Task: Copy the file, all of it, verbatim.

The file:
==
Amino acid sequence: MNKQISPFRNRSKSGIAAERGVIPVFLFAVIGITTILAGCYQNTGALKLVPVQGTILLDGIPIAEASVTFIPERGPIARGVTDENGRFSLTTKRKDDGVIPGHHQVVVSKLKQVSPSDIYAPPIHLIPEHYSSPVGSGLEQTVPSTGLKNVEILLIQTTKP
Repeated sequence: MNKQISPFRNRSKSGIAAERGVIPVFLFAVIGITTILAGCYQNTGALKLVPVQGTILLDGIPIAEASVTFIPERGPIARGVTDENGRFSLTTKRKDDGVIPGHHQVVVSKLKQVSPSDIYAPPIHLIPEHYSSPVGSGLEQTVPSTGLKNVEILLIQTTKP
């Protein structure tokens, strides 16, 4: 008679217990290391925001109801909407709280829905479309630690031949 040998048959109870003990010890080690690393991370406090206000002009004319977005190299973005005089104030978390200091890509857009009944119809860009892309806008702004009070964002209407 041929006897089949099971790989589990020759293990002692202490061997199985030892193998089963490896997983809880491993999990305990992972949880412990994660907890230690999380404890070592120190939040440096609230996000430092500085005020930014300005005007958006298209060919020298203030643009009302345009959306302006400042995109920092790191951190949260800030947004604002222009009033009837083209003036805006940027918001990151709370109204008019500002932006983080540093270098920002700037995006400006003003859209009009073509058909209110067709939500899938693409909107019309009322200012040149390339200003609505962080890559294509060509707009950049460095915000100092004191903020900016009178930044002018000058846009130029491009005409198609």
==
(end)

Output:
Amino acid sequence: MNKQISPFRNRSKSGIAAERGVIPVFLFAVIGITTILAGCYQNTGALKLVPVQGTILLDGIPIAEASVTFIPERGPIARGVTDENGRFSLTTKRKDDGVIPGHHQVVVSKLKQVSPSDIYAPPIHLIPEHYSSPVGSGLEQTVPSTGLKNVEILLIQTTKP
Repeated sequence: MNKQISPFRNRSKSGIAAERGVIPVFLFAVIGITTILAGCYQNTGALKLVPVQGTILLDGIPIAEASVTFIPERGPIARGVTDENGRFSLTTKRKDDGVIPGHHQVVVSKLKQVSPSDIYAPPIHLIPEHYSSPVGSGLEQTVPSTGLKNVEILLIQTTKP
């Protein structure tokens, strides 16, 4: 008679217990290391925001109801909407709280829905479309630690031949 040998048959109870003990010890080690690393991370406090206000002009004319977005190299973005005089104030978390200091890509857009009944119809860009892309806008702004009070964002209407 041929006897089949099971790989589990020759293990002692202490061997199985030892193998089963490896997983809880491993999990305990992972949880412990994660907890230690999380404890070592120190939040440096609230996000430092500085005020930014300005005007958006298209060919020298203030643009009302345009959306302006400042995109920092790191951190949260800030947004604002222009009033009837083209003036805006940027918001990151709370109204008019500002932006983080540093270098920002700037995006400006003003859209009009073509058909209110067709939500899938693409909107019309009322200012040149390339200003609505962080890559294509060509707009950049460095915000100092004191903020900016009178930044002018000058846009130029491009005409198609």